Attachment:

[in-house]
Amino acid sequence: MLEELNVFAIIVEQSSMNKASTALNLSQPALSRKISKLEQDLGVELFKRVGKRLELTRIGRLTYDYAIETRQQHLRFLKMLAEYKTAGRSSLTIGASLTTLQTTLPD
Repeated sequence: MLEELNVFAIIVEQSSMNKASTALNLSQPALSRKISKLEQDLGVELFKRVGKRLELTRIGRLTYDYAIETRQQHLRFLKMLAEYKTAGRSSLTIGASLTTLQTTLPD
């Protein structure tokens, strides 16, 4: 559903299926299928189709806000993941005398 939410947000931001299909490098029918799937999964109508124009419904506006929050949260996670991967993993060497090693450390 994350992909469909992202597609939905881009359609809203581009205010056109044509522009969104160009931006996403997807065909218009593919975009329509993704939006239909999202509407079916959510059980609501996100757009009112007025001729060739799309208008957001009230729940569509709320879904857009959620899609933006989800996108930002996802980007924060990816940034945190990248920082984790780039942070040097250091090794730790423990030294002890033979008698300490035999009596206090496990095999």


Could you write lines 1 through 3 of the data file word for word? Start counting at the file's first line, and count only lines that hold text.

[in-house]
Amino acid sequence: MLEELNVFAIIVEQSSMNKASTALNLSQPALSRKISKLEQDLGVELFKRVGKRLELTRIGRLTYDYAIETRQQHLRFLKMLAEYKTAGRSSLTIGASLTTLQTTLPD
Repeated sequence: MLEELNVFAIIVEQSSMNKASTALNLSQPALSRKISKLEQDLGVELFKRVGKRLELTRIGRLTYDYAIETRQQHLRFLKMLAEYKTAGRSSLTIGASLTTLQTTLPD